The Counseling Psychology (CP) Department has distinguished themselves by having eight CP students receive acceptance into the highly competitive National Minority Fellowship Program for Addiction Counselors (NMFP-AC). The fellowships are awarded by the National Association for Alcoholism and Drug Abuse Counselors (NAADAC) and seek to increase the number of culturally-competent master’s level addiction counselors available to serve underserved and minority populations.

Morgridge student recipients will receive tuition stipends of up to $15,000, receive support to attend the NAADAC Annual Conference and participate in training and mentorship projects designed to enhance their inclusion competency in working with diverse cohorts and transitional age youth.

Cochran Riley

Riley Cochran

Riley Cochran is a 27-year-old student from Denver, Colorado. He enjoys exploring the Rocky Mountains, attending local sporting events and connecting with others through social and professional events. A graduate of the University of Colorado Denver’s undergraduate program, Cochran majored in psychology and minored in sociology. He is currently anticipating a June 2017 graduation from the University of Denver’s Counseling Psychology program with a master’s in Clinical Mental Health. After an adolescence full of challenges and character growth, Cochran developed a passion for wanting to help others facing the complex intersections of life. He has a specific interest in helping transitional-aged youth involved with the judicial system and struggling with addiction. Cochran currently holds a position as an addiction counselor at Arapahoe House, an organization providing multiple levels of American Society of Addiction Medicine (ASAM) care to a diverse population of clientele within the state of Colorado.

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Christelle Cook

Christelle Cook is a life-long Coloradan who plans to stay in the state as she pursues her mental health career in the coming months. Cook completed her undergraduate degrees in psychology and sociology through the University of Colorado at Boulder, and is currently finishing her final year of a master’s program at the University of Denver in Counseling Psychology. Throughout this program Cook has worked in practicum and internship sites that focused on substance use treatment with adults and crisis stabilization with adolescents. She is grateful for this recognition and looks forward to investing herself in the Colorado mental health profession.

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Demi Folds

Demi Folds is a second-year master’s student at the University of Denver in the Clinical Mental Health Program with an Addictions Specialization. She earned her BS in psychology from the University of Georgia. Before starting graduate school, Folds tutored student-athletes, worked at a methadone clinic and traveled abroad. She is currently a student intern at a private practice center, providing psychotherapy and brief substance abuse interventions. In her first year of her master’s program, Folds worked with underserved youth at a Denver high school. She is passionate about working with those struggling with and affected by substance use disorders and enjoys conducting research on addictions and underserved populations. Folds plans to eventually obtain her PhD in Counseling Psychology and continue counseling and serving disenfranchised populations.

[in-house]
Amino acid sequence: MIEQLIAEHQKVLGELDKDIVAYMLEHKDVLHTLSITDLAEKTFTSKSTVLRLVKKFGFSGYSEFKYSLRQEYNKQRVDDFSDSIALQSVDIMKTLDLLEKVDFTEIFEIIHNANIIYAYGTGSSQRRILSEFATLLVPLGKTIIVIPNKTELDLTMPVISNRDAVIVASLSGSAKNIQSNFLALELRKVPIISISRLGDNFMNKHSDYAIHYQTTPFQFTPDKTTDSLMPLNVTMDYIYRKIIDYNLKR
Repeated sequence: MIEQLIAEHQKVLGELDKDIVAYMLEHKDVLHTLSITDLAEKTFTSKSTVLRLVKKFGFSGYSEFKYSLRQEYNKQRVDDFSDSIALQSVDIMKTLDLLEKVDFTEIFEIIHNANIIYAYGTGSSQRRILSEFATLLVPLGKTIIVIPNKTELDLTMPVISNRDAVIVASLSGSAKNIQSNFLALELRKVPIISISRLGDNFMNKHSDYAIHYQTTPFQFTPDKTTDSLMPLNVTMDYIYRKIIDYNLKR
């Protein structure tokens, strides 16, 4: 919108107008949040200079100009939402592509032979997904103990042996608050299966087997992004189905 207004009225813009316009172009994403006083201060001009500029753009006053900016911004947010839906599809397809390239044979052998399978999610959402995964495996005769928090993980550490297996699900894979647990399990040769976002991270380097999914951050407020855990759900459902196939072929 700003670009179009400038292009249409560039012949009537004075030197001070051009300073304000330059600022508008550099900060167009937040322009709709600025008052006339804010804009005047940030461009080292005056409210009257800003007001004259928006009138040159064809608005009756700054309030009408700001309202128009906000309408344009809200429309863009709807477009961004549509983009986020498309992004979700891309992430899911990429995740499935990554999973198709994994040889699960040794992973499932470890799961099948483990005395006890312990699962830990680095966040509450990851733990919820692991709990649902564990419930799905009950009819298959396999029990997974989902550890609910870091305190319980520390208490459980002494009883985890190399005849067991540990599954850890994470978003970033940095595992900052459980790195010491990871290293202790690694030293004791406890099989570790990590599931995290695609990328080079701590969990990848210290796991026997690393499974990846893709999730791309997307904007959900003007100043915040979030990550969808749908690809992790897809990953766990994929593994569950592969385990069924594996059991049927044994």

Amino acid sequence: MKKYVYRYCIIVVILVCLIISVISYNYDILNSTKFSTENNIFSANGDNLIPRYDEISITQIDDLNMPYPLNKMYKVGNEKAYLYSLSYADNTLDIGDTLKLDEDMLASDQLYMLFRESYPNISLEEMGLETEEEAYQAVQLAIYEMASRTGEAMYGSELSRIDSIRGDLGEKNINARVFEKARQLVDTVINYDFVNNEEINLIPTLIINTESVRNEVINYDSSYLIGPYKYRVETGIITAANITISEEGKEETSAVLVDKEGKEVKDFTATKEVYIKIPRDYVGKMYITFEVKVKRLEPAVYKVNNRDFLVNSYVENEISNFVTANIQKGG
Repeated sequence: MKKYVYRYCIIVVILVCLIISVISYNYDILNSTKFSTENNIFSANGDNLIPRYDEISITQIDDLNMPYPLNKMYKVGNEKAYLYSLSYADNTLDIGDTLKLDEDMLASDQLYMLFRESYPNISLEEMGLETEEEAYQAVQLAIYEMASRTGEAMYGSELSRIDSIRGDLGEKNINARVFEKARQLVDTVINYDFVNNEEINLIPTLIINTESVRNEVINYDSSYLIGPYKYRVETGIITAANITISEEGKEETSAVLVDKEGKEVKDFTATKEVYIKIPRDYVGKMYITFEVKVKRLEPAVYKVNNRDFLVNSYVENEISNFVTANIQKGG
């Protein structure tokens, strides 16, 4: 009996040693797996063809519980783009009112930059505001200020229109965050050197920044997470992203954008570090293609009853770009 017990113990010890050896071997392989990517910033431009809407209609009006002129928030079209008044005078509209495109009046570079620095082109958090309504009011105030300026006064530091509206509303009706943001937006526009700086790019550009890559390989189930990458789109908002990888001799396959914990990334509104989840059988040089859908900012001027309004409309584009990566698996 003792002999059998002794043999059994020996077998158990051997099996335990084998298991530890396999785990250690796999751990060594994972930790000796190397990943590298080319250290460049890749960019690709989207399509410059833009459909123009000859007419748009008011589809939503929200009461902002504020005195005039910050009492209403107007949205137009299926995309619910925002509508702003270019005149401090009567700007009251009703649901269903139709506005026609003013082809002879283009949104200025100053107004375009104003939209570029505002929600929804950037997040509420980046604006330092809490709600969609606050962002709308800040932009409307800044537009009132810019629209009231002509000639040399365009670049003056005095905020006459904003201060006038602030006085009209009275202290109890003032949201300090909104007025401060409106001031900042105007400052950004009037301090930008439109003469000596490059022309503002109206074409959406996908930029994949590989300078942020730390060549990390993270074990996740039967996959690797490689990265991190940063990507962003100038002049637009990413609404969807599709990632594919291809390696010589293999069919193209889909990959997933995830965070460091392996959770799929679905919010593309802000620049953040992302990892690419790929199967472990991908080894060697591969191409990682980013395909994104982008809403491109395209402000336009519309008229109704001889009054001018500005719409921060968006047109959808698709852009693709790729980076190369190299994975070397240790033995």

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Megan Kenney

Megan Kenney is from Maple Grove, Minnesota, and obtained her bachelor’s degree from Iowa State University in 2015 with a double major in Psychology and Child Adult and Family Services. Following graduation, Kenney continued her studies at the University of Denver where she is in her second year of the Counseling Psychology program in the Clinical Mental Health track working towards an addictions specialization. Aside from school, Kenney enjoys the Colorado mountains, snowboarding, hiking, running, and yoga, along with spending time with friends and family. Following graduation in June 2017, Kenney plans to pursue her passion of working with adolescents and underserved populations.

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Elizabeth Kidd

Elizabeth Kidd is a second-year master’s student at the University of Denver and will be graduating with a master’s degree in Counseling Psychology in June 2017, with a concentration in Clinical Mental Health Counseling and a specialization in addictions. She is an intern at Progressive Therapy Systems,  a sex offender treatment provider. During treatment, Kidd focuses on the dysfunctional response cycle, anger management, and emotional regulation, along with cognitive-behavioral and psychodynamic therapy. Prior to her internship, Kidd was a practicum student at Dakota Ridge High School where she worked with adolescents who had substance abuse issues, social anxiety, and difficulties in school. Kidd also works at DU’s Counseling and Educational Services Clinic providing couples counseling and working with clients who identify as LGBTQ. Kidd plans to continue seeking minority populations throughout her counseling career.

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Kathleen (Katie) Larkin

Katie Larkin is originally from Pittsburgh, PA and is completing her master’s at the University of Denver in Clinical Mental Health Counseling with an Addiction Specialization. Larkin’s goal is to obtain a Licensed Professional Counselor (LPC) and Certified Addictions Counselor (CAC) Level III licensure in Colorado. As a child of foster parents, Larkin has personal experience with the foster care system and saw first-hand the impact that addiction can have on both youth and families. It was this experience that pushed her towards a career in the counseling field. Larkin developed her clinical experience working in community mental health with the Salvation Army as a counselor for homeless men with addictions. She is currently working in an acute psychiatric unit in a hospital setting in Denver. Larkin is honored to receive this fellowship and to apply the experience to her  professional career.

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Stephanie Nisle